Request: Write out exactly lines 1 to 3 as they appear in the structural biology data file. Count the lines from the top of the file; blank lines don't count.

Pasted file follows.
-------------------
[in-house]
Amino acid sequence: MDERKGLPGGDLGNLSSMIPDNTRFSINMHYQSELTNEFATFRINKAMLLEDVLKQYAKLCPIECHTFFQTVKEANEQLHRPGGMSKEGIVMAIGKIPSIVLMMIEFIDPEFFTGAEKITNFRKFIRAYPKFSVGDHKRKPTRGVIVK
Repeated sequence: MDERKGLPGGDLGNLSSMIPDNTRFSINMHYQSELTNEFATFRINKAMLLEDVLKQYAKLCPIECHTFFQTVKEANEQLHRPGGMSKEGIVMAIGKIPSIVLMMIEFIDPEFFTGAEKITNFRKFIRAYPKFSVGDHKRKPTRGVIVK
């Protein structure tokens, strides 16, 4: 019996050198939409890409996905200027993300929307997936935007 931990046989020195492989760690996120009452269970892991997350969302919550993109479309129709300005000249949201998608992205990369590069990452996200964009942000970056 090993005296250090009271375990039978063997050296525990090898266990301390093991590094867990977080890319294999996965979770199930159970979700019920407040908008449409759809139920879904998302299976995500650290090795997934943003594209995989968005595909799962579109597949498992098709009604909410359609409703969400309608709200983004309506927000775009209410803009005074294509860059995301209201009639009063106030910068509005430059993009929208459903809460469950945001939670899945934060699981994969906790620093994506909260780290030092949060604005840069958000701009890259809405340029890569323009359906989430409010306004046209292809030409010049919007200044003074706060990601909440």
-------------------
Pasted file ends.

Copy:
[in-house]
Amino acid sequence: MDERKGLPGGDLGNLSSMIPDNTRFSINMHYQSELTNEFATFRINKAMLLEDVLKQYAKLCPIECHTFFQTVKEANEQLHRPGGMSKEGIVMAIGKIPSIVLMMIEFIDPEFFTGAEKITNFRKFIRAYPKFSVGDHKRKPTRGVIVK
Repeated sequence: MDERKGLPGGDLGNLSSMIPDNTRFSINMHYQSELTNEFATFRINKAMLLEDVLKQYAKLCPIECHTFFQTVKEANEQLHRPGGMSKEGIVMAIGKIPSIVLMMIEFIDPEFFTGAEKITNFRKFIRAYPKFSVGDHKRKPTRGVIVK